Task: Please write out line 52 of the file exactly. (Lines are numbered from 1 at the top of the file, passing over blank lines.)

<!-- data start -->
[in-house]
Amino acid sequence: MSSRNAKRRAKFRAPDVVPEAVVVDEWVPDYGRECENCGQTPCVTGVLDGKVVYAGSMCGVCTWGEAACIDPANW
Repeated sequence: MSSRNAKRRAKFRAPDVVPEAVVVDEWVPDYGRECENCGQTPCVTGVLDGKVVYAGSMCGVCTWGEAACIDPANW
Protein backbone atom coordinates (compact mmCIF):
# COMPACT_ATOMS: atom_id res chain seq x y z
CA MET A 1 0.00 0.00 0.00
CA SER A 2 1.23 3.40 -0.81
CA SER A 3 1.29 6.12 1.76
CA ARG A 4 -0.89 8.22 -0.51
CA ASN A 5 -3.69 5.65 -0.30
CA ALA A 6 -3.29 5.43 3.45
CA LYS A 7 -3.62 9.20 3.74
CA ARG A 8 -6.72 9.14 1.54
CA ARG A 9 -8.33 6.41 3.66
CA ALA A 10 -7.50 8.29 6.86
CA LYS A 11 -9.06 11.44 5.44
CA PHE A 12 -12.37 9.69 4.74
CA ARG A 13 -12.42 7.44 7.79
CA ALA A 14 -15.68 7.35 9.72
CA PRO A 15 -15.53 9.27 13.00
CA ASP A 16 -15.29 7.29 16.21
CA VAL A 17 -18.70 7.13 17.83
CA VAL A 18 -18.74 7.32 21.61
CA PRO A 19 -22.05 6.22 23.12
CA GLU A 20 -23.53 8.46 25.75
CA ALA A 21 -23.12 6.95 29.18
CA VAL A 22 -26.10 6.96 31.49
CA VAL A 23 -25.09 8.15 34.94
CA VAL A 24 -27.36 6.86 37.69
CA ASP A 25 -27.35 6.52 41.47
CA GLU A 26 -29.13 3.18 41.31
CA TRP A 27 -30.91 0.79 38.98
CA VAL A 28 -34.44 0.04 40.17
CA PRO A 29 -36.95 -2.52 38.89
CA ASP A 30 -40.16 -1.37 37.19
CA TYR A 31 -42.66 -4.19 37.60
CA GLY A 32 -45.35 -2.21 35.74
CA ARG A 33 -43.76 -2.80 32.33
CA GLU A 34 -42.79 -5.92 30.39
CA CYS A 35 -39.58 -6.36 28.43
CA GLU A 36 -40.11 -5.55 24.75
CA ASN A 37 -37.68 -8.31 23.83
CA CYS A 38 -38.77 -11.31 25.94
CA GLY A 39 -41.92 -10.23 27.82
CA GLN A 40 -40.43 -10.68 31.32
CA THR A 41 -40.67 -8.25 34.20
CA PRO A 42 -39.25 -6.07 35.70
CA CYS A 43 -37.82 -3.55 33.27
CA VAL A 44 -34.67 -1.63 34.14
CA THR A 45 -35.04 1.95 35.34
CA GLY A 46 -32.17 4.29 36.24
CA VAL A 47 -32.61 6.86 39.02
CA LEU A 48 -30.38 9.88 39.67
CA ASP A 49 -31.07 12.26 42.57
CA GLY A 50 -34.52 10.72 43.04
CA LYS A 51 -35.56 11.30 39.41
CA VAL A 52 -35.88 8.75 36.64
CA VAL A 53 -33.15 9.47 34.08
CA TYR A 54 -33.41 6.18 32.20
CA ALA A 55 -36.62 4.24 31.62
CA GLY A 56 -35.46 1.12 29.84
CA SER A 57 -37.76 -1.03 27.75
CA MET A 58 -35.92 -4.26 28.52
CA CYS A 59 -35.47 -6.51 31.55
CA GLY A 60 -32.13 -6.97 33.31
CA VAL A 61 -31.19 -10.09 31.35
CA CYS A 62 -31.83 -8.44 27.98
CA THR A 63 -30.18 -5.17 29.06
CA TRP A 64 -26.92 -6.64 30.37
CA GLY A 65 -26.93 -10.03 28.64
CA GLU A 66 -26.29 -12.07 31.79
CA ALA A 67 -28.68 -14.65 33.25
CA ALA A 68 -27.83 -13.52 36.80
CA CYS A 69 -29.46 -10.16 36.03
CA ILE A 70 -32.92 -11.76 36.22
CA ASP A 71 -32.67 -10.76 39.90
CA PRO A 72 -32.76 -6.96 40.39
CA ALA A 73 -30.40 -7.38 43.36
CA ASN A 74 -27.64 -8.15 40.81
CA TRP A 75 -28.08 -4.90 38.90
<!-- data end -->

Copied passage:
CA VAL A 47 -32.61 6.86 39.02